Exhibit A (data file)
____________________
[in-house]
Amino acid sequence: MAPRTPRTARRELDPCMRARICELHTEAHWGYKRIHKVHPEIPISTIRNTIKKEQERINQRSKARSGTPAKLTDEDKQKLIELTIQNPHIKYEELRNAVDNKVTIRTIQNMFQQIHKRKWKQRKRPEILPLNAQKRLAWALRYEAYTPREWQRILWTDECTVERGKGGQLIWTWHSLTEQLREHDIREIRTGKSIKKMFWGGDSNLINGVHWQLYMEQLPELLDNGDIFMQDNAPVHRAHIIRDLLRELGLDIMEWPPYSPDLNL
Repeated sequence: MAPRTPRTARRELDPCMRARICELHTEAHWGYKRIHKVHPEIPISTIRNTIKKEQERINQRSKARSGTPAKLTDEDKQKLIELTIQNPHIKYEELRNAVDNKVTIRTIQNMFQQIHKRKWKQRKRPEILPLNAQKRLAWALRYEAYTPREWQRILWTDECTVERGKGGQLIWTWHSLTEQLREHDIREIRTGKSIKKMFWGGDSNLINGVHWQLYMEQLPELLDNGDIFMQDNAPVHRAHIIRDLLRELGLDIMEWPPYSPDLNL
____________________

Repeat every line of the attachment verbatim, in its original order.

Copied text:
[in-house]
Amino acid sequence: MAPRTPRTARRELDPCMRARICELHTEAHWGYKRIHKVHPEIPISTIRNTIKKEQERINQRSKARSGTPAKLTDEDKQKLIELTIQNPHIKYEELRNAVDNKVTIRTIQNMFQQIHKRKWKQRKRPEILPLNAQKRLAWALRYEAYTPREWQRILWTDECTVERGKGGQLIWTWHSLTEQLREHDIREIRTGKSIKKMFWGGDSNLINGVHWQLYMEQLPELLDNGDIFMQDNAPVHRAHIIRDLLRELGLDIMEWPPYSPDLNL
Repeated sequence: MAPRTPRTARRELDPCMRARICELHTEAHWGYKRIHKVHPEIPISTIRNTIKKEQERINQRSKARSGTPAKLTDEDKQKLIELTIQNPHIKYEELRNAVDNKVTIRTIQNMFQQIHKRKWKQRKRPEILPLNAQKRLAWALRYEAYTPREWQRILWTDECTVERGKGGQLIWTWHSLTEQLREHDIREIRTGKSIKKMFWGGDSNLINGVHWQLYMEQLPELLDNGDIFMQDNAPVHRAHIIRDLLRELGLDIMEWPPYSPDLNL